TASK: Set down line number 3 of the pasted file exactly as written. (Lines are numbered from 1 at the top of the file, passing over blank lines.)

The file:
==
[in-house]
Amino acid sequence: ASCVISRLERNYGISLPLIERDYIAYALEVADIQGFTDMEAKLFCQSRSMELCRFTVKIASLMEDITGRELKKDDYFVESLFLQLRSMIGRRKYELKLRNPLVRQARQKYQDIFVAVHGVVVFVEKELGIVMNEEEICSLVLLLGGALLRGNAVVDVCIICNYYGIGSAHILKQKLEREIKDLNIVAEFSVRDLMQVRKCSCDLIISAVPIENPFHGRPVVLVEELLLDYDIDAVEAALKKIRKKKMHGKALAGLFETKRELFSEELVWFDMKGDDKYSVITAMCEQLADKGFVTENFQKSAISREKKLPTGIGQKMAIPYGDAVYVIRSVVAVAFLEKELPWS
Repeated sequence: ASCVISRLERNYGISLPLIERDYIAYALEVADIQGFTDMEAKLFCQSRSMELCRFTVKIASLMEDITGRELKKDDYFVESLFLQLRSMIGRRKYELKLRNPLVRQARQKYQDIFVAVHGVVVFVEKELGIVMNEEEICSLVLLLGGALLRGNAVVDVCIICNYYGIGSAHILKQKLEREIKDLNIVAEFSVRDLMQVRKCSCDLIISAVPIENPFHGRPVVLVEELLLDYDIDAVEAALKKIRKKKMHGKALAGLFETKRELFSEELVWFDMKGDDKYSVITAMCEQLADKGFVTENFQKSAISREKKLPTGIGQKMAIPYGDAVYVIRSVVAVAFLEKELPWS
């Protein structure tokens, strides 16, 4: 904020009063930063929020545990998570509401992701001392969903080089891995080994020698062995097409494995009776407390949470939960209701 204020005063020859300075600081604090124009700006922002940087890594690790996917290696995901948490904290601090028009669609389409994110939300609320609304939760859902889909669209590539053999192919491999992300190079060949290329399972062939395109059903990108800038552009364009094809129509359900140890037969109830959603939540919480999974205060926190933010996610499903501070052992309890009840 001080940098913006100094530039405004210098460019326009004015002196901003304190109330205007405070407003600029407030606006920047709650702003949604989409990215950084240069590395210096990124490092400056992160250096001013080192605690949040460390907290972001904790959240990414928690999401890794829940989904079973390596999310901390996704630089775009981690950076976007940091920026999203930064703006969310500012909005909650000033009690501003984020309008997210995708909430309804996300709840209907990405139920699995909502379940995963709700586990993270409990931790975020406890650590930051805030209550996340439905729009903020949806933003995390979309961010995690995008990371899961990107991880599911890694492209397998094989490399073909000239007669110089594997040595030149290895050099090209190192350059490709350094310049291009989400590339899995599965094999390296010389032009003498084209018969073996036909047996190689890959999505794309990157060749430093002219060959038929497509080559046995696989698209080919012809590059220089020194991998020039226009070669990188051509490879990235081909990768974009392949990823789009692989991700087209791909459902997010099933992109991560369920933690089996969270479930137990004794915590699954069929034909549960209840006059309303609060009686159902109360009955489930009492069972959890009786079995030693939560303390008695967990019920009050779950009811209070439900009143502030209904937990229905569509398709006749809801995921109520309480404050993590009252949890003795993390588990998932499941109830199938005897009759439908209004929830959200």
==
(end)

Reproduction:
Repeated sequence: ASCVISRLERNYGISLPLIERDYIAYALEVADIQGFTDMEAKLFCQSRSMELCRFTVKIASLMEDITGRELKKDDYFVESLFLQLRSMIGRRKYELKLRNPLVRQARQKYQDIFVAVHGVVVFVEKELGIVMNEEEICSLVLLLGGALLRGNAVVDVCIICNYYGIGSAHILKQKLEREIKDLNIVAEFSVRDLMQVRKCSCDLIISAVPIENPFHGRPVVLVEELLLDYDIDAVEAALKKIRKKKMHGKALAGLFETKRELFSEELVWFDMKGDDKYSVITAMCEQLADKGFVTENFQKSAISREKKLPTGIGQKMAIPYGDAVYVIRSVVAVAFLEKELPWS